Commentary

Kamala Harris should be the Democratic Vice Presidential candidate

Sen. Kamala Harris visited the world-famous bar, the Abbey in West Hollywood in October 2019.
Sen. Kamala Harris visited the world-famous bar, the Abbey in West Hollywood in October 2019.Photo: Shutterstock

Like many in the LGBTQ community, I was very shocked and saddened to hear the news that Sen. Kamala Harris (D-CA) was dropping out of the race for President.

Although I consider myself a strong supporter of South Bend Mayor Pete Buttigieg, I have always been a big fan of Harris, and I was expecting her to be a force in the race for a much longer period. 

Related: Kamala Harris makes Brett Kavanaugh squirm on marriage equality

I’ve always considered her one of my favorite public servants, both as a constituent of hers as a senator here in California and also dating back to her days as San Francisco District Attorney and Attorney General of California. 

As a gay man who has benefited so much from her advocacy on behalf of LGBTQ equality, I will always be grateful for the way she took a stand and married couples in San Francisco back in 2004, when very few people were willing to fight for us.

She was also one of our biggest advocates during the battle against Proposition 8, culminating with when she famously called the L.A. County Clerk when he hesitated and personally ordered him to begin granting same-sex couples marriages immediately.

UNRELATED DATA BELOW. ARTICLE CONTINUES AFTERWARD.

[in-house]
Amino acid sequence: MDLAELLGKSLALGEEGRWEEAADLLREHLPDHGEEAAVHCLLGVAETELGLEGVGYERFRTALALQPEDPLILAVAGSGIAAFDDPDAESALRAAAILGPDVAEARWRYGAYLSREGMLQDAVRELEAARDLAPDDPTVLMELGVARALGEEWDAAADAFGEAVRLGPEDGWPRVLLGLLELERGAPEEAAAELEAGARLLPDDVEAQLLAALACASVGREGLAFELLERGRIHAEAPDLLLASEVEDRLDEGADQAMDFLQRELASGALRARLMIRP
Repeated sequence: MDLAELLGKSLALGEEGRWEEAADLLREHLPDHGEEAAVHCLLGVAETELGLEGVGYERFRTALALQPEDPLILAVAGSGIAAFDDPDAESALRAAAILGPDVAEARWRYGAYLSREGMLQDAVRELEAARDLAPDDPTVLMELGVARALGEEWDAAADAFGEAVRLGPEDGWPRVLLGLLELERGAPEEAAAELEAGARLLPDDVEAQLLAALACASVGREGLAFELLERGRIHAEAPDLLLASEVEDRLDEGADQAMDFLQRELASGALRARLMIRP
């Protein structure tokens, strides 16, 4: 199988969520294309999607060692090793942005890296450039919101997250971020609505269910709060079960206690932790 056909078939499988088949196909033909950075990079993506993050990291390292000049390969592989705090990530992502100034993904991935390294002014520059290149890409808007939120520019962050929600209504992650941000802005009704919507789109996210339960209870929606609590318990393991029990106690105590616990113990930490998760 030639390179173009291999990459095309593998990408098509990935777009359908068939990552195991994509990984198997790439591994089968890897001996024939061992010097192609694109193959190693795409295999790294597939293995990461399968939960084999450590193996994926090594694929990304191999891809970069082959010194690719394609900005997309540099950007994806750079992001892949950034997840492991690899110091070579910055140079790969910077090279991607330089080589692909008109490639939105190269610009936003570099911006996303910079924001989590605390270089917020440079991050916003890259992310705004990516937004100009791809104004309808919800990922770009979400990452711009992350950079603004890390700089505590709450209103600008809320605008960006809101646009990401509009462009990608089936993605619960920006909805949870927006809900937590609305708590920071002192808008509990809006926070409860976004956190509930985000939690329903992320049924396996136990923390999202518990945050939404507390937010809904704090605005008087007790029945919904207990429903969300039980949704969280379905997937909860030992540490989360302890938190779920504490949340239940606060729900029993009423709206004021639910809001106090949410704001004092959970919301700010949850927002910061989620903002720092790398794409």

She has proven herself to be extraordinarily effective as a fighter for progressive values and as someone who represents a hugely important swath of voters across our entire country. And that’s why I seriously hope that, whoever the Democratic nominee for president turns out to be, they will pick her to be their vice presidential nominee. 

First, she has a diverse background of experience that would make her an incredible asset to any president: local, state, and federal experience which is unique compared to perhaps anyone else. She’s obviously qualified and doesn’t require any on the job training.

Second, as she herself talked about during the last debate, she has the ability to once again bring together the coalition that was so crucial in electing Barack Obama in 2008 and 2012. Unlike anyone else (with perhaps the exception of Stacey Abrams), she can bring young people, women, and African-Americans into the fold and boost turnout in the states that will be necessary for a Democratic victory. 

I’ve said for a while that I think a Buttigieg-Harris ticket would be the best combination for us to win in 2020. They complement each other in so many ways, like Clinton-Gore did in 1992, when Bill bucked the conventional wisdom of picking an older, more experienced candidate and instead doubled down on the qualities that made him so compelling, a union of Pete and Kamala would send a message that this is truly the campaign of freshness, energy, and change. 

In any case, I have no doubt that Kamala Harris will be in the next Democratic administration in some form, whether as vice president, attorney general, or another cabinet position. Or she may continue as one of the strongest liberal voices in the Senate, following in the footsteps of former Sen. Ted Kennedy (D-MA) who also ran for president. 

I believe in Kamala Harris and am so thankful for her service to this nation, and for the message she sends to all of our youth, no matter their race, gender, or identity, that you can do anything you want in life – even run for president of the United States.

I think I speak for many of us in the LGBTQ community when I say thank you, Senator Harris. 

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